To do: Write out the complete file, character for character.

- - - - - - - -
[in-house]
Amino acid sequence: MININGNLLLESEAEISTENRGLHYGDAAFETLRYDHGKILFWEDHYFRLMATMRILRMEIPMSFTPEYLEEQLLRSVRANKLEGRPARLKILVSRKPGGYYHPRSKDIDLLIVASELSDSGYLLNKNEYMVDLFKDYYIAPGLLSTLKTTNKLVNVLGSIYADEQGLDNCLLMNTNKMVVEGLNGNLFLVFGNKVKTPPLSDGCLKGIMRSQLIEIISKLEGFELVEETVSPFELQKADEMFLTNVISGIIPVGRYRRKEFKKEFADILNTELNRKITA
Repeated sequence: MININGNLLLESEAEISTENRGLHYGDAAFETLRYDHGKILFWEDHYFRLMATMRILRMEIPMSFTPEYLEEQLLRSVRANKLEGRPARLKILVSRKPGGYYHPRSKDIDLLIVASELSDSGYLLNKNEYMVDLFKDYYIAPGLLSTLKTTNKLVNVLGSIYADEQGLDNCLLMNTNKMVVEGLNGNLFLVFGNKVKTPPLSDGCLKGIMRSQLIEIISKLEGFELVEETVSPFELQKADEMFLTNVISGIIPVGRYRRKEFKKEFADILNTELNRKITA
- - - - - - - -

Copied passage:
[in-house]
Amino acid sequence: MININGNLLLESEAEISTENRGLHYGDAAFETLRYDHGKILFWEDHYFRLMATMRILRMEIPMSFTPEYLEEQLLRSVRANKLEGRPARLKILVSRKPGGYYHPRSKDIDLLIVASELSDSGYLLNKNEYMVDLFKDYYIAPGLLSTLKTTNKLVNVLGSIYADEQGLDNCLLMNTNKMVVEGLNGNLFLVFGNKVKTPPLSDGCLKGIMRSQLIEIISKLEGFELVEETVSPFELQKADEMFLTNVISGIIPVGRYRRKEFKKEFADILNTELNRKITA
Repeated sequence: MININGNLLLESEAEISTENRGLHYGDAAFETLRYDHGKILFWEDHYFRLMATMRILRMEIPMSFTPEYLEEQLLRSVRANKLEGRPARLKILVSRKPGGYYHPRSKDIDLLIVASELSDSGYLLNKNEYMVDLFKDYYIAPGLLSTLKTTNKLVNVLGSIYADEQGLDNCLLMNTNKMVVEGLNGNLFLVFGNKVKTPPLSDGCLKGIMRSQLIEIISKLEGFELVEETVSPFELQKADEMFLTNVISGIIPVGRYRRKEFKKEFADILNTELNRKITA